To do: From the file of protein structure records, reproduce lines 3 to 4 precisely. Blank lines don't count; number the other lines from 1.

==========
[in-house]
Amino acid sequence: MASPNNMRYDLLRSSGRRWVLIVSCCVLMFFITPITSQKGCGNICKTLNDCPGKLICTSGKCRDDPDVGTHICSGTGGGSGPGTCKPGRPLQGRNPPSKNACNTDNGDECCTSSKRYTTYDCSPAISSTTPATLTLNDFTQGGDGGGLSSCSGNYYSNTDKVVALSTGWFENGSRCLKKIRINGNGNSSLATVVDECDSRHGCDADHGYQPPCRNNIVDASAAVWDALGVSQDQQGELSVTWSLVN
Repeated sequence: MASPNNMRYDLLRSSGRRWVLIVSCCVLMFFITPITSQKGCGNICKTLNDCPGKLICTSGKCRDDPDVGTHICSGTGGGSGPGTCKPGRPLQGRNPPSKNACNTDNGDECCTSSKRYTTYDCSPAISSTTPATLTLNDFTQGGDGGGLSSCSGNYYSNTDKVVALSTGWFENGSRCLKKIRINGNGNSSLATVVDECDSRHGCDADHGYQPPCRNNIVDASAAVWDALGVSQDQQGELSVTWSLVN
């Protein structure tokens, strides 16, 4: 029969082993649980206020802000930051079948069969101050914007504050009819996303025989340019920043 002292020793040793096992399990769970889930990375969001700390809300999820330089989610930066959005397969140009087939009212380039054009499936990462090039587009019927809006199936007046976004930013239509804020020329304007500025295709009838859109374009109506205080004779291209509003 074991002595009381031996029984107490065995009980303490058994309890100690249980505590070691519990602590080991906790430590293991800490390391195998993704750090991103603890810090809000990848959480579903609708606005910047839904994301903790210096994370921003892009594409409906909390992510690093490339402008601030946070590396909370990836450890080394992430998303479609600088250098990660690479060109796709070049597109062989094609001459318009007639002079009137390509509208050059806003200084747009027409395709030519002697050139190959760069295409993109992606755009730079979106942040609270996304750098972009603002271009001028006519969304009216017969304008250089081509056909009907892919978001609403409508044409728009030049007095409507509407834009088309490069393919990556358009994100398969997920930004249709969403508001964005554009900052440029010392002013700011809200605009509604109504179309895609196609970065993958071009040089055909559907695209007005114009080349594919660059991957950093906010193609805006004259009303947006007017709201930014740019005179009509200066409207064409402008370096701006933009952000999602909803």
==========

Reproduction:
Repeated sequence: MASPNNMRYDLLRSSGRRWVLIVSCCVLMFFITPITSQKGCGNICKTLNDCPGKLICTSGKCRDDPDVGTHICSGTGGGSGPGTCKPGRPLQGRNPPSKNACNTDNGDECCTSSKRYTTYDCSPAISSTTPATLTLNDFTQGGDGGGLSSCSGNYYSNTDKVVALSTGWFENGSRCLKKIRINGNGNSSLATVVDECDSRHGCDADHGYQPPCRNNIVDASAAVWDALGVSQDQQGELSVTWSLVN
């Protein structure tokens, strides 16, 4: 029969082993649980206020802000930051079948069969101050914007504050009819996303025989340019920043 002292020793040793096992399990769970889930990375969001700390809300999820330089989610930066959005397969140009087939009212380039054009499936990462090039587009019927809006199936007046976004930013239509804020020329304007500025295709009838859109374009109506205080004779291209509003 074991002595009381031996029984107490065995009980303490058994309890100690249980505590070691519990602590080991906790430590293991800490390391195998993704750090991103603890810090809000990848959480579903609708606005910047839904994301903790210096994370921003892009594409409906909390992510690093490339402008601030946070590396909370990836450890080394992430998303479609600088250098990660690479060109796709070049597109062989094609001459318009007639002079009137390509509208050059806003200084747009027409395709030519002697050139190959760069295409993109992606755009730079979106942040609270996304750098972009603002271009001028006519969304009216017969304008250089081509056909009907892919978001609403409508044409728009030049007095409507509407834009088309490069393919990556358009994100398969997920930004249709969403508001964005554009900052440029010392002013700011809200605009509604109504179309895609196609970065993958071009040089055909559907695209007005114009080349594919660059991957950093906010193609805006004259009303947006007017709201930014740019005179009509200066409207064409402008370096701006933009952000999602909803």